The Latest: France says no-deal Brexit is central scenario

A French diplomat says Britain's no-deal exit from the European Union at the end of October now is the central scenario

BERLIN -- The Latest on Britain's plan to leave the European Union (all times local):

5:05 p.m.

A French diplomat says Britain's no-deal exit from the European Union at the end of October now is the central scenario.

The diplomat, speaking anonymously in accordance with the French presidency's customary practices, said the EU will continue discussions with Britain's Prime Minister Boris Johnson but will remain firm on its lines of negotiation: protecting the European single market and preserving peace and stability in Ireland.

Johnson wants to scrap a contentious clause designed to prevent the return of checks along the Irish border, which London says could leave Britain tied to the bloc indefinitely.

Without that clause, there's no deal possible, the French diplomat said.

Johnson traveled to Berlin Wednesday to meet with Chancellor Angela Merkel before heading to Paris to meet with French President Emmanuel Macron on Thursday.

—By Sylvie Corbet

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2:40 p.m.

German Chancellor Angela Merkel says she plans to discuss with UK Prime Minister Boris Johnson how Britain's exit from the European Union can be "as frictionless as possible."

Merkel told an aviation conference in Leipzig that her talks with Johnson later Wednesday will include how to achieve this goal.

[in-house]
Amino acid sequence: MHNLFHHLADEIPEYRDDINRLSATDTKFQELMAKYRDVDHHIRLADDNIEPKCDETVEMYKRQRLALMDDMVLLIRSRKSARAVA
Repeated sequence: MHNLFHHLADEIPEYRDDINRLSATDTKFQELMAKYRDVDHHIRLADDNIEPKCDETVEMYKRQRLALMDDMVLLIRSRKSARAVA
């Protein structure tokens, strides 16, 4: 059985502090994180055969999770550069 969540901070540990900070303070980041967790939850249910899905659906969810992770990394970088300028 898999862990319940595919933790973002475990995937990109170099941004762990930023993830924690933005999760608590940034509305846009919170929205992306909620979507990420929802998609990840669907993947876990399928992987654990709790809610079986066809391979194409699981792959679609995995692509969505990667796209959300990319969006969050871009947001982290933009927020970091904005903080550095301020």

Britain and the remaining 27 EU countries have been at loggerheads recently over a clause in the exit agreement concerning the Irish border. Johnson wants the so-called backstop removed, while Brussels says it's a necessary insurance policy to safeguard the integrity of the bloc's single market.

Merkel cited aviation as one area that will require a new accord between the EU and Britain, saying such an agreement would take time to negotiate. She also noted that as a third country, Britain won't enjoy all the benefits EU members enjoy.

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9:45 a.m.

German Chancellor Angela Merkel is hosting British Prime Minister Boris Johnson in Berlin as Britain and the European Union are hurtling toward a costly no-deal Brexit in October.

Despite growing tensions between Britain and the EU, Merkel said Tuesday the main stumbling block concerning Britain's departure from the European Union — the Irish border issue — can be removed if a "practical solution" is found.

Merkel said the remaining 27 EU countries are willing to find such a solution but don't want to reopen a carefully negotiated Brexit deal agreed last year.

Merkel, who is set to welcome Johnson with military honors on Wednesday evening, also said whichever path Britain chooses the EU is willing to cooperate closely on economic and security issues.